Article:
Your official information source from the .NET Web Development and Tools group at Microsoft.
Today, deploying a web application is not as easy as it should be. Whether you are deploying your web to a shared hosting environment and paying monthly to maintain it OR whether you have a web server/s managed by your enterprise, there are a lot of manual steps involved in getting your application from point A to point B.
If you are deploying your web application to a shared hoster then today you have to use technologies like FTP which take a long time to get your web content to the hosted server. After deploying your content you have to manually go to hoster control panel and install your database by running sql scripts and configure various IIS settings like marking a folder as an application to isolate it from the rest of the application.
If you are in an enterprise environment and you want to get a web application deployed you have to systematically document each step that your server admins and DBAs have to perform. In most circumstances you also have to ask your admins to modify the web.config files and go to IIS Manager and configure your settings apart from deploying your web content. Your DBA has to do the necessary steps of running the sql scripts in the right order to get your DB up and running. Such installations many a times take hours to complete.
With Visual Studio 2010 and IIS Web Deployment Tool (MsDeploy.exe) we are introducing a set of technologies which can seamlessly deploy your applications taking care of the problems stated above. Microsoft Web Deployment Tool is a free download available on the web (currently in Beta2). You can download MSDeploy from below location:
Do note that installing Visual Studio 2010 will automatically install MSDeploy for you. Visual Studio 2010 CTP can be downloaded from below location:
Web Deployment feature sets in VS 2010 can be broken down into following major areas:
1. Web Packaging - VS 2010 uses MSDeploy to create a .zip file for your application which we call as a web package. This file contains meta data + the below artifacts
· All of your IIS Settings (e.g. application pools, error pages etc)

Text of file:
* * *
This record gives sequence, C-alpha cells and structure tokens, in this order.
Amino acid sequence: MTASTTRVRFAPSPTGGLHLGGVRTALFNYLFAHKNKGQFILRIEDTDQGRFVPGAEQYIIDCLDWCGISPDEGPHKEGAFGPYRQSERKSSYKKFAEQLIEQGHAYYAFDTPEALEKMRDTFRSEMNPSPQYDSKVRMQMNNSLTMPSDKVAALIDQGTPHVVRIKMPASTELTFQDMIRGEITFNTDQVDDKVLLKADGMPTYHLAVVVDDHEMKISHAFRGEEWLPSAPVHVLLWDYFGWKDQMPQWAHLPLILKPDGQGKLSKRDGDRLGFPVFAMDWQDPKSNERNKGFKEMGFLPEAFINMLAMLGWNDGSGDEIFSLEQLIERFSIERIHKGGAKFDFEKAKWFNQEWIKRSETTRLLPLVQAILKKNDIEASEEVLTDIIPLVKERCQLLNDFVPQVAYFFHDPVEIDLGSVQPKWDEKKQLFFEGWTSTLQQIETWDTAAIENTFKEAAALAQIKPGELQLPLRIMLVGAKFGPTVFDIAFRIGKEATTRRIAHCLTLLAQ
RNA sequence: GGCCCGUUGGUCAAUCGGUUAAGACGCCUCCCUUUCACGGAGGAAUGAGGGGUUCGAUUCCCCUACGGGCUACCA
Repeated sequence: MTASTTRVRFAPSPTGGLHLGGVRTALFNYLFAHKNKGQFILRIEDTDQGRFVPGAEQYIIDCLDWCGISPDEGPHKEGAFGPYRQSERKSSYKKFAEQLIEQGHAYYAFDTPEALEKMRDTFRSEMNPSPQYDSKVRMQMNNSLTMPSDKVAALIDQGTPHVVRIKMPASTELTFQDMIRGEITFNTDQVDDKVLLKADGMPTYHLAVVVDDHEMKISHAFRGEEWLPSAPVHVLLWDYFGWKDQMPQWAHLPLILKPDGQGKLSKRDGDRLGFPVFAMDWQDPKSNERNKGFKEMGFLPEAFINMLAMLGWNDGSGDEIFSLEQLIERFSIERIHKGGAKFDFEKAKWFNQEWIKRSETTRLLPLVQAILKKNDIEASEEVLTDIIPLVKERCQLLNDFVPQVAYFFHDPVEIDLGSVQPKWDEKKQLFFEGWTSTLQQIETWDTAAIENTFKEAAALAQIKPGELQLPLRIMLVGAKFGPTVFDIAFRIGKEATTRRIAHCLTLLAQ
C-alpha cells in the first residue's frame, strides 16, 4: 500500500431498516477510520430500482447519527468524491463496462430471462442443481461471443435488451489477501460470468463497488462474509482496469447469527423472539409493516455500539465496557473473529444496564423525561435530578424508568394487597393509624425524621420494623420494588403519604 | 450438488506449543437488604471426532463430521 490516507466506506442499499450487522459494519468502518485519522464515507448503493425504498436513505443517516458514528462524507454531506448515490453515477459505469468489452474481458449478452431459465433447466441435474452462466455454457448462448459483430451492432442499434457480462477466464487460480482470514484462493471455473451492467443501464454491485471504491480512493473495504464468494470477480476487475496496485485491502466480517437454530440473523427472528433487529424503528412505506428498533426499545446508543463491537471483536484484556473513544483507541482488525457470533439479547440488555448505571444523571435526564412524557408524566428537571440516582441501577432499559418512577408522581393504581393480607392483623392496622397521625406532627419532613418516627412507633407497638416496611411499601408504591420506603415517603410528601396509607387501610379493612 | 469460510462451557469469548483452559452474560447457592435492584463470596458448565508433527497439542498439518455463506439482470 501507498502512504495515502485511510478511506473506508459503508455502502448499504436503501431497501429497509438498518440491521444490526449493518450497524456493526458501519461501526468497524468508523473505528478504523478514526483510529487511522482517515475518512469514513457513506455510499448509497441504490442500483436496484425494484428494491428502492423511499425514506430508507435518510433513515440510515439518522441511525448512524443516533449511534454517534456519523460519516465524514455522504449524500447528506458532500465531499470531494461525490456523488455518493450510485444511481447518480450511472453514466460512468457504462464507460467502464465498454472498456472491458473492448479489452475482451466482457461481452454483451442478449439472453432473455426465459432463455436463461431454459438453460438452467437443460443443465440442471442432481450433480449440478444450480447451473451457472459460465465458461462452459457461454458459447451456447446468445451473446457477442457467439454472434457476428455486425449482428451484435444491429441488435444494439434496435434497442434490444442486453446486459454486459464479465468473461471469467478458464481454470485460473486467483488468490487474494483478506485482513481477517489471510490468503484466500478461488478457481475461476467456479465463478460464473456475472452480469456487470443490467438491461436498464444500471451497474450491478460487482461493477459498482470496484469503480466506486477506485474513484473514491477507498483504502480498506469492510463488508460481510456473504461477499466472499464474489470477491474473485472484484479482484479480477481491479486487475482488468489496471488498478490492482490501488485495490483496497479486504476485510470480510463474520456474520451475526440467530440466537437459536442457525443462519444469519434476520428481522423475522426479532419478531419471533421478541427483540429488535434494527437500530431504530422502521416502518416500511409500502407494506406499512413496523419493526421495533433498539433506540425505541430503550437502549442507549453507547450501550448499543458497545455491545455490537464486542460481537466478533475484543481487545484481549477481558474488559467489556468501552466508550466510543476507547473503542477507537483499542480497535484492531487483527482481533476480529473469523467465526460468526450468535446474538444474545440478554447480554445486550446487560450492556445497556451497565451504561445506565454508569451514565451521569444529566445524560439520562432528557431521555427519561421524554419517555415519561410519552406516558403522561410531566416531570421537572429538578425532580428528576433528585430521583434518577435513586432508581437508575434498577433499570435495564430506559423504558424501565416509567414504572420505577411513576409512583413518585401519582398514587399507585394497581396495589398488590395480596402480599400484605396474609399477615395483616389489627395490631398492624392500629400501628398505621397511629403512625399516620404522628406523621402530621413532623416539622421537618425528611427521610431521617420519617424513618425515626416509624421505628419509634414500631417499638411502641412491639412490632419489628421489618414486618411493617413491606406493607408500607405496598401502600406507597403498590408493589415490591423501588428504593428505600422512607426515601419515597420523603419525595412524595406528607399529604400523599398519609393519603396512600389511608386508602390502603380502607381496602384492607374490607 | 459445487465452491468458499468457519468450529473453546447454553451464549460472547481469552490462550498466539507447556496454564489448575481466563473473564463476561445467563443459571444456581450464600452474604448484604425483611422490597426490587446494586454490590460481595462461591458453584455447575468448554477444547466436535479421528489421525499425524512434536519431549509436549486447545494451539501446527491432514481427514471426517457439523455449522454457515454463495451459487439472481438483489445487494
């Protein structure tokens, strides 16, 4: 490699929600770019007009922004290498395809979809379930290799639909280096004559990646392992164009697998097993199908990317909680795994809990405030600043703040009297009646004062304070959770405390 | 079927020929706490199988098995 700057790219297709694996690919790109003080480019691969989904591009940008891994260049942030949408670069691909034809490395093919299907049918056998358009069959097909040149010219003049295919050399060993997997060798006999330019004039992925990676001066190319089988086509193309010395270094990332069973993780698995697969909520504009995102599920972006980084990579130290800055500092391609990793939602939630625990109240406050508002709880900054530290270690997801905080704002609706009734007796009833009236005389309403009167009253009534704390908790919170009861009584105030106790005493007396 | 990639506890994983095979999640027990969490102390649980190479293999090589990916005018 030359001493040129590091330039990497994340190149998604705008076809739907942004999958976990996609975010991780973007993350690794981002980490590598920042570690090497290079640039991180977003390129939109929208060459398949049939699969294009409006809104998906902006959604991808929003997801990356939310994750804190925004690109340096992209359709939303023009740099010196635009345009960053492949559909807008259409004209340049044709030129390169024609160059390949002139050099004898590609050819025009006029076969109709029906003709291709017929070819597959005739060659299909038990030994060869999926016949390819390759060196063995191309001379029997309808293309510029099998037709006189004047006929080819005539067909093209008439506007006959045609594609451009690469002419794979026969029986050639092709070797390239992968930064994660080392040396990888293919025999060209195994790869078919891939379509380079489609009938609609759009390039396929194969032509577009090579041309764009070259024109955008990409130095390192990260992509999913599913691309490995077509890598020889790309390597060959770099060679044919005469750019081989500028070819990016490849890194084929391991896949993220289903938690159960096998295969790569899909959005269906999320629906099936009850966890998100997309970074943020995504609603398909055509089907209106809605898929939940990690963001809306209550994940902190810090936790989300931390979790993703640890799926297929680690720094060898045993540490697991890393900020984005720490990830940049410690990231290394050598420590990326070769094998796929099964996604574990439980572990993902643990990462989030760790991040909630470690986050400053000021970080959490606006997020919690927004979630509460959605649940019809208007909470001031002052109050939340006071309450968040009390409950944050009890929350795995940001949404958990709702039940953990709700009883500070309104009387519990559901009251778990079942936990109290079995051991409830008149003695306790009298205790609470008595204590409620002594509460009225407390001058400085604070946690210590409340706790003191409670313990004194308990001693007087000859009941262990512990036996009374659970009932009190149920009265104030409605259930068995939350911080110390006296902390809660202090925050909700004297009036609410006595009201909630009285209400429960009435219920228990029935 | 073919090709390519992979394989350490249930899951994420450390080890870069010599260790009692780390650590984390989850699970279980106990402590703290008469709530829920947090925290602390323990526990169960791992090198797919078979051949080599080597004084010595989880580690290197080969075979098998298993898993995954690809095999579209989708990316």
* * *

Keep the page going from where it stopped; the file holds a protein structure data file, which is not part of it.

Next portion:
· Web Content (e.g. .aspx, .ascx, .js, images etc)
· SQL Server DB
· Various other artifacts like Security Certs, GAC Components, Registry etc
A web package can then be taken to any server and installed either via IIS Manager UI Wizard or even via command line or API for automated deployment scenarios.
2. Web.Config Transformation – With VS 2010 web deployment we are introducing XML Document Transform (XDT) which will allow you to transform your development time web.config file to production/deployment time web.config file. The transformation is controlled by web.config TRANSFORM files named web.debug.config, web.release.config etc. The naming of these files is tied to the MSBuild configuration you are trying to deploy. The transform file will need just the changes that you really want to make to your deployed web.config… You can control the type of changes by instructing the XDT engine using simple and easy to understand syntax…
e.g. the below syntax in web.release.config will replace the connectionString section with new values in the web.config file which is produced for deployment of your release configuration.
3. DB Deployment – VS 2010 allows you to deploy your application along with all of its dependencies including database dependencies on SQL Server. Just by providing the connection string of your source database VS10 will automatically script its data/schema and package it for deployment. VS will also allow you to provide custom .sql scripts and also sequence them correctly to run on the server. Once your DB is packaged along with your IIS Settings and web content you can choose to deploy it to any server by providing the connection string at the install time.